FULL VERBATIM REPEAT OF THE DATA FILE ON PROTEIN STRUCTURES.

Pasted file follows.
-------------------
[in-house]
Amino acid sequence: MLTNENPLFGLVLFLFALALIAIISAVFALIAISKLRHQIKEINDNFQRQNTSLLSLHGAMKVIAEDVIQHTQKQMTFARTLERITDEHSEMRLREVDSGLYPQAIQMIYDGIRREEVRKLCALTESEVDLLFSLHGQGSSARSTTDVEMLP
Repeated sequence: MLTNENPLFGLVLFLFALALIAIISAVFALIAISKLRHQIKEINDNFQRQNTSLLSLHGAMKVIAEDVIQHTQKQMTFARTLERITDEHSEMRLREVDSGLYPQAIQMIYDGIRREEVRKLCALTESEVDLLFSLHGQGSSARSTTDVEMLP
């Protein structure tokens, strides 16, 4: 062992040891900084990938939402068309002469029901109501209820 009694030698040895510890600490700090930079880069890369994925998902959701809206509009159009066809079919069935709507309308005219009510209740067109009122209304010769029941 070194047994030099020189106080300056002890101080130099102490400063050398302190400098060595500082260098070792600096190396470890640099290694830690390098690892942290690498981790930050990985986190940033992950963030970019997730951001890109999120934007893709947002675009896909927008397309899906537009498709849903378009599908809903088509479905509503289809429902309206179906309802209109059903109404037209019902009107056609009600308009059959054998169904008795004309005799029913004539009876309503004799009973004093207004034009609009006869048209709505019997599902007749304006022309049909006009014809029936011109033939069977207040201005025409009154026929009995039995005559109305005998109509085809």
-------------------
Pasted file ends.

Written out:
[in-house]
Amino acid sequence: MLTNENPLFGLVLFLFALALIAIISAVFALIAISKLRHQIKEINDNFQRQNTSLLSLHGAMKVIAEDVIQHTQKQMTFARTLERITDEHSEMRLREVDSGLYPQAIQMIYDGIRREEVRKLCALTESEVDLLFSLHGQGSSARSTTDVEMLP
Repeated sequence: MLTNENPLFGLVLFLFALALIAIISAVFALIAISKLRHQIKEINDNFQRQNTSLLSLHGAMKVIAEDVIQHTQKQMTFARTLERITDEHSEMRLREVDSGLYPQAIQMIYDGIRREEVRKLCALTESEVDLLFSLHGQGSSARSTTDVEMLP
């Protein structure tokens, strides 16, 4: 062992040891900084990938939402068309002469029901109501209820 009694030698040895510890600490700090930079880069890369994925998902959701809206509009159009066809079919069935709507309308005219009510209740067109009122209304010769029941 070194047994030099020189106080300056002890101080130099102490400063050398302190400098060595500082260098070792600096190396470890640099290694830690390098690892942290690498981790930050990985986190940033992950963030970019997730951001890109999120934007893709947002675009896909927008397309899906537009498709849903378009599908809903088509479905509503289809429902309206179906309802209109059903109404037209019902009107056609009600308009059959054998169904008795004309005799029913004539009876309503004799009973004093207004034009609009006869048209709505019997599902007749304006022309049909006009014809029936011109033939069977207040201005025409009154026929009995039995005559109305005998109509085809």